Watch Your Mouth: Rocket League Beefed up Its Banning System

Watch Your Mouth: Rocket League Beefed up Its Banning System

If you enjoy yelling racial epithets at five-year-olds, it may be time to re-consider your hobbies.

Rocket League, the vehicular ball-kicking game that everyone loves, is getting improvements to its banning practices.

Psyonix Studios' community manager Devin Connors discussed the new practices in an official blog post published yesterday. With 34 million players worldwide (not to mention a Nintendo Switch release later this year), Psyonix wants to ensure the Rocket League community is a "consistently-safe, harassment-free place where players of all ages and backgrounds can come together and execute the sweetest of aerial goals and backflip saves."

Psyonix is building on its "Player Report" system specifically. Another layer of automation is being added to the system, one that's based around bad words. This "Language Ban" feature automatically bans players who are seen using certain words (racial slurs, for example) in reports filed by players.

Heal the world through polite discourse during rocket car competitions.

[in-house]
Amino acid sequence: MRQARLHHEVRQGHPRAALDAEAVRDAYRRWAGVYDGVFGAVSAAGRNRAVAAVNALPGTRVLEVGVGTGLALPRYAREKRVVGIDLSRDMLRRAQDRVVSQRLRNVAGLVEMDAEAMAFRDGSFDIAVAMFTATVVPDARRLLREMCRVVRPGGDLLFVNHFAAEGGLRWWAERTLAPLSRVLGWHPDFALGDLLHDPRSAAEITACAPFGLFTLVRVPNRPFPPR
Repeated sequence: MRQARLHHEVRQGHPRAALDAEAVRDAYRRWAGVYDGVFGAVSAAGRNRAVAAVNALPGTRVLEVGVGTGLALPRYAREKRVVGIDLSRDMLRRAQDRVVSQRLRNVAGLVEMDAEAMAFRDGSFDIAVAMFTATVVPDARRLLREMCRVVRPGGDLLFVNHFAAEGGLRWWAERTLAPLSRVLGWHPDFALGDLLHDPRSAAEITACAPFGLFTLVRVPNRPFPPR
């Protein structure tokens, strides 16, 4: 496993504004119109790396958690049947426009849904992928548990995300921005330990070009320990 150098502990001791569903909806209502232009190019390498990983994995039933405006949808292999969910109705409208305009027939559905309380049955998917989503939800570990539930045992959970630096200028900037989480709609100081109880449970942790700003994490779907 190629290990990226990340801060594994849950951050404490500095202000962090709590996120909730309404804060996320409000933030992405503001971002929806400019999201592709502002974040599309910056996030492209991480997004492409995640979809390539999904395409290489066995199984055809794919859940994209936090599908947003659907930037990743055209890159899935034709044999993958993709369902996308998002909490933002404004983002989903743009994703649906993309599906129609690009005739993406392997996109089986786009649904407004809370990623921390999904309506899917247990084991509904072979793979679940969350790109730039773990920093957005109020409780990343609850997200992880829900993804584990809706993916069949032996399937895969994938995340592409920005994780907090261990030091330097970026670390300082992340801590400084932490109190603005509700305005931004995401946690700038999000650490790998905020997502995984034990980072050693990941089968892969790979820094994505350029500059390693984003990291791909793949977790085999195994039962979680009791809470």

The initial list of verboten terms is 20 words long, and it promises to grow as people find new and creative ways to be verbally awful to one another. No-no words from languages aside from English will be added, too.

It's not like you'll immediately be booted from the game if you drop an F-bomb, however. There's a threshold for each word, and once the threshold for any word is reached, the ban-hammer drops. Bans start at 24 hours, but if repeated offenses are involved, the ban escalates to 72 hours, then a week, then, finally, a permanent ban.

Connors says Psyonix will monitor the Rocket League subreddit and other communities for feedback on the new system. "We will organically update our ban policies and system logic as time goes on, of course," he writes, "but the Rocket League community is the most important element of them all. So, if you see another player using abusive language during your match, please report them, mute them, and let us take care of the rest."


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Nadia Oxford

Staff Writer

Nadia has been writing about games for so long, only the wind and the rain (or the digital facsimiles thereof) remember her true name. She's written for Nerve,, Gamepro, IGN, 1UP, PlayStation Official Magazine, and other sites and magazines that sling words about video games. She co-hosts the Axe of the Blood God podcast, where she mostly screams about Dragon Quest.

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